262. The federal government has yielded to the French fry industry. Frozen French fries—sliced, fried in oil, and then packaged—are now approved as "fresh vegetables" by the U.S. Department of Agriculture.
The French fry industry has been petitioning the USDA for years to get this approval. They say that their product is similar to cucumbers that have a wax coating. They argue that they use 100‐percent vegetable oil, which is much healthier for consumers than plain wax.
Most consumers, of course, beg to differ. "You must be joking," said Annie, 50. "How can you consider a product that's deep‐fried in oil to be a fresh vegetable? Even if I steamed broccoli, I could no longer call it fresh broccoli—it's cooked! I wish I were a lobbyist, so my congressman would help me. Unfortunately, I'm only a tax‐paying citizen."
The USDA defends its decision, saying that potatoes undeniably are vegetables. Although French fries are fried in oil, they are still potatoes. If you let them sit on your countertop for a couple of weeks, a USDA spokesman said, the fries "will rot" just like all other fresh vegetables.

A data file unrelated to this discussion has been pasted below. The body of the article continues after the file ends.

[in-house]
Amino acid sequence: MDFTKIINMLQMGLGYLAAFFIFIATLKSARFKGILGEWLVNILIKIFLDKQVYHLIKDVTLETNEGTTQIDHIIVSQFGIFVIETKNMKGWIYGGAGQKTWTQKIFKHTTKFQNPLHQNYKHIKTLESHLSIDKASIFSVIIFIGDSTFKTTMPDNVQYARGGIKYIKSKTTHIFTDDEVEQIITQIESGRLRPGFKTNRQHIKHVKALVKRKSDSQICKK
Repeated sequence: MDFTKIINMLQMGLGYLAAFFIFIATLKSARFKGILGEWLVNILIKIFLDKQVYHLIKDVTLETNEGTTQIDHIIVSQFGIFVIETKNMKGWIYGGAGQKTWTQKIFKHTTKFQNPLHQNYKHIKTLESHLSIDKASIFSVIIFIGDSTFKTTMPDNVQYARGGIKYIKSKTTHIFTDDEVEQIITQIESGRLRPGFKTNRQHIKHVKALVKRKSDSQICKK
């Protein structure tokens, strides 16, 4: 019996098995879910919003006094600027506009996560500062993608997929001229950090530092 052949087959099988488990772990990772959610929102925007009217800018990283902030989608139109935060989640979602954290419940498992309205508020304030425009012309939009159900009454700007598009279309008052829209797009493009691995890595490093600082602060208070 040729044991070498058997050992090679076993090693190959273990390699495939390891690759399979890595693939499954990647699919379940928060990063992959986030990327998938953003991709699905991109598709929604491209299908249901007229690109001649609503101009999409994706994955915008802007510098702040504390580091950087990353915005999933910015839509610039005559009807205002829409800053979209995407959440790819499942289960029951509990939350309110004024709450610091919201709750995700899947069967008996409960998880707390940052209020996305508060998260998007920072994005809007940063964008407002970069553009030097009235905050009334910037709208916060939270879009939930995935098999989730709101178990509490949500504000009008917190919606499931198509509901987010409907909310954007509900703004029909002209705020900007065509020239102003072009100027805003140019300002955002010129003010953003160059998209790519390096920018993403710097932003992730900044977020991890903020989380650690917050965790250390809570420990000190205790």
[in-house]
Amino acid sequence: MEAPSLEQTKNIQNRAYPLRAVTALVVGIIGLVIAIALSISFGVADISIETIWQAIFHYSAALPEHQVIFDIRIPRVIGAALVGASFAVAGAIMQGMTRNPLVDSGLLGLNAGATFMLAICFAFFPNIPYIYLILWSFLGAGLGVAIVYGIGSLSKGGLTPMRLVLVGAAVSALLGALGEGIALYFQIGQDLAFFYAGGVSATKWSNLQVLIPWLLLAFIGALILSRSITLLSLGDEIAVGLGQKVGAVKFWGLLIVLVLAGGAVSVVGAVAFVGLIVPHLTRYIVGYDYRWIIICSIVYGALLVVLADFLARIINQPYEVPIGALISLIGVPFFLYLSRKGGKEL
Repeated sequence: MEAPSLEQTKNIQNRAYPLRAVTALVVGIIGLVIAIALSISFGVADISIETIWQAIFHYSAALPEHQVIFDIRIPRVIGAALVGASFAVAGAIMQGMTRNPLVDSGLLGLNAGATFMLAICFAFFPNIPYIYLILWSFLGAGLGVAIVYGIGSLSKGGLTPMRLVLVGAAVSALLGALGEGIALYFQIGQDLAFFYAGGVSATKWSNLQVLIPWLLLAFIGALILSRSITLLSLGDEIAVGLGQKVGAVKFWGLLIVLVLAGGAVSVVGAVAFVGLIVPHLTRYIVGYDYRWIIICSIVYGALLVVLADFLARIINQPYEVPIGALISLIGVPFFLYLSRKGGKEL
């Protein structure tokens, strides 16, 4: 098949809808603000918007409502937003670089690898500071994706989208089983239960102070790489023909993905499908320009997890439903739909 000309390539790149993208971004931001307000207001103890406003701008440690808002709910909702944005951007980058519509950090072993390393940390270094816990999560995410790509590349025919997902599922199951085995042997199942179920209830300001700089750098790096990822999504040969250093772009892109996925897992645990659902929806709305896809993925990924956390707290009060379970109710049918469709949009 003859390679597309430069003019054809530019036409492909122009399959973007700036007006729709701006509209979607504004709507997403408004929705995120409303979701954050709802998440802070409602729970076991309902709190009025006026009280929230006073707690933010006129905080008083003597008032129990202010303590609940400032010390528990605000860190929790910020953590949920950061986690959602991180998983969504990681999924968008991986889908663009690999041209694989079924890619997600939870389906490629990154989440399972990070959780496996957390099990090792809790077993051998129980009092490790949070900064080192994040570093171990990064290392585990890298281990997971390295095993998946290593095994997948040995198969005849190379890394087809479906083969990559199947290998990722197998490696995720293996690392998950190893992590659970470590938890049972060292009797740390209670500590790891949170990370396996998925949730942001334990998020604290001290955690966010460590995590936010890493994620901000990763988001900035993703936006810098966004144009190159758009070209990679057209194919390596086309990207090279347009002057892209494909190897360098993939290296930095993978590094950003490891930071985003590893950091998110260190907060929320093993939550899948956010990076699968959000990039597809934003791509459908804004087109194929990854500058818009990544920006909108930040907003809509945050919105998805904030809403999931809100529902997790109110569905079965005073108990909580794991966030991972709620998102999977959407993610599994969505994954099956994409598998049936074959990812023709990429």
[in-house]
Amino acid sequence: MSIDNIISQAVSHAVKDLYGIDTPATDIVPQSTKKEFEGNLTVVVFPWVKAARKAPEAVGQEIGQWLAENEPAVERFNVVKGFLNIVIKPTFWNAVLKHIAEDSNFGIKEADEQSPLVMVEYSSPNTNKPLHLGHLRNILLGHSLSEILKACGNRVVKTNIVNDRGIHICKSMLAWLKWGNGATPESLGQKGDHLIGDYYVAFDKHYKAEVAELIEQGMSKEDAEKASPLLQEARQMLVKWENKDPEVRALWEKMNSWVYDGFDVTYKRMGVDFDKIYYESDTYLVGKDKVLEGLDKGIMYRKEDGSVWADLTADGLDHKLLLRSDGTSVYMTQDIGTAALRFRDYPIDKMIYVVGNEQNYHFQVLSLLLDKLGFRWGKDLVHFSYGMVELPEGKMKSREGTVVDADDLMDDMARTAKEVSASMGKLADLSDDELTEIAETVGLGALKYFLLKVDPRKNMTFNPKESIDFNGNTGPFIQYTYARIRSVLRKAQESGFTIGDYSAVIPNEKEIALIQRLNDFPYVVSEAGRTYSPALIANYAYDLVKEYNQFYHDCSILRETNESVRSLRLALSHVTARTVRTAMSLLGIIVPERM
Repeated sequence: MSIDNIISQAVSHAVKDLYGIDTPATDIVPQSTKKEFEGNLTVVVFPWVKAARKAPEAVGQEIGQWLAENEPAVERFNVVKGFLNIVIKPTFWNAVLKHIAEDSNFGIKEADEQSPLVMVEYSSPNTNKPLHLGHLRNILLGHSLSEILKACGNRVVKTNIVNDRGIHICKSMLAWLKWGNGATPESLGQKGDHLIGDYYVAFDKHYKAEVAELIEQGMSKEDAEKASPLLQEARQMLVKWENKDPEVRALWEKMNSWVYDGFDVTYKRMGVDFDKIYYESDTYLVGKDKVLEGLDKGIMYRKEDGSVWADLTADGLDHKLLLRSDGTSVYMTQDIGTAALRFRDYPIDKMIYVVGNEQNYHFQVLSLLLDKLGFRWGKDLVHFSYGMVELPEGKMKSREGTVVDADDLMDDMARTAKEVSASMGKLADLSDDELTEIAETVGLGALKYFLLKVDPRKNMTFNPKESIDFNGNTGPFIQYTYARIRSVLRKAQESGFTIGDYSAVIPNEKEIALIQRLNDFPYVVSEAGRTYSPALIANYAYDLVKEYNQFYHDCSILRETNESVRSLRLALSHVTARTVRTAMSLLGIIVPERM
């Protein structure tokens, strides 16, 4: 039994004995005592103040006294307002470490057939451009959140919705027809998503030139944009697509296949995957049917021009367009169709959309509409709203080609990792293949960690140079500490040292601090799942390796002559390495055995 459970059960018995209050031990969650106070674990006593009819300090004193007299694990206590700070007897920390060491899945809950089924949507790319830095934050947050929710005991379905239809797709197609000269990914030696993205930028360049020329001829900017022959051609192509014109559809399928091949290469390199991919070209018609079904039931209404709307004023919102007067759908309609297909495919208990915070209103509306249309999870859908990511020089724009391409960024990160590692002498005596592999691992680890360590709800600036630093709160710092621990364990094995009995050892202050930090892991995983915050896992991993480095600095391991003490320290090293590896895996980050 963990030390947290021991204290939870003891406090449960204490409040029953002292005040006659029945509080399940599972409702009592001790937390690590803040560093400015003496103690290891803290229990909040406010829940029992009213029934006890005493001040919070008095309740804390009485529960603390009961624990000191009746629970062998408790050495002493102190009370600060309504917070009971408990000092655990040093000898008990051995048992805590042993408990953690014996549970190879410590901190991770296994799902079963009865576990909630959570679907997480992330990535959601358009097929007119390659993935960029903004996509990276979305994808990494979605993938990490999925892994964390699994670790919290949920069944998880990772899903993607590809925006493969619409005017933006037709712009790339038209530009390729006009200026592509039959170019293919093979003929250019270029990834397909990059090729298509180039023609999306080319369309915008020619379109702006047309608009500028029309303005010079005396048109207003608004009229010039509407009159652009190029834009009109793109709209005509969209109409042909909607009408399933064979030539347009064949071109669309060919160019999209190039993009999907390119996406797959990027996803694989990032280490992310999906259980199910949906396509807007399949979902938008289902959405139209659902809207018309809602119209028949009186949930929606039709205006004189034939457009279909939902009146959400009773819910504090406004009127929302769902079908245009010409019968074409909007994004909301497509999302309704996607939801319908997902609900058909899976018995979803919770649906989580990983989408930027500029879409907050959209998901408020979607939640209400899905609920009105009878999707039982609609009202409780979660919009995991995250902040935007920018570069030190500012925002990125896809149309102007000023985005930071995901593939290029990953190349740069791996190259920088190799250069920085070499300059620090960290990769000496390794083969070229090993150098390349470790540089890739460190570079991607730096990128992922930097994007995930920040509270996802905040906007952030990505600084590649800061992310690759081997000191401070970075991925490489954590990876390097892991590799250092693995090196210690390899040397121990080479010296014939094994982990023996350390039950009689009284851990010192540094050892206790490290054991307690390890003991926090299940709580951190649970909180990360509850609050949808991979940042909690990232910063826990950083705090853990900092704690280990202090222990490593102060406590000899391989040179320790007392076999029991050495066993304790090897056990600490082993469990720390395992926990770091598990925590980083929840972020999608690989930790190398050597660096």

Consumer advocates say the USDA has totally lost touch with consumers. "They'd probably declare that eggshells are nutritious if a lobbyist asked them to," said one advocate.
8.0, 61.9, 12%, 14.0, 223
Vocabulary: advocate agriculture approval approve argue broccoli consumer countertop cucumber declare defend federal freeze lobbyist nutritious petition plain sense similar slice tax undeniably wax coating yield
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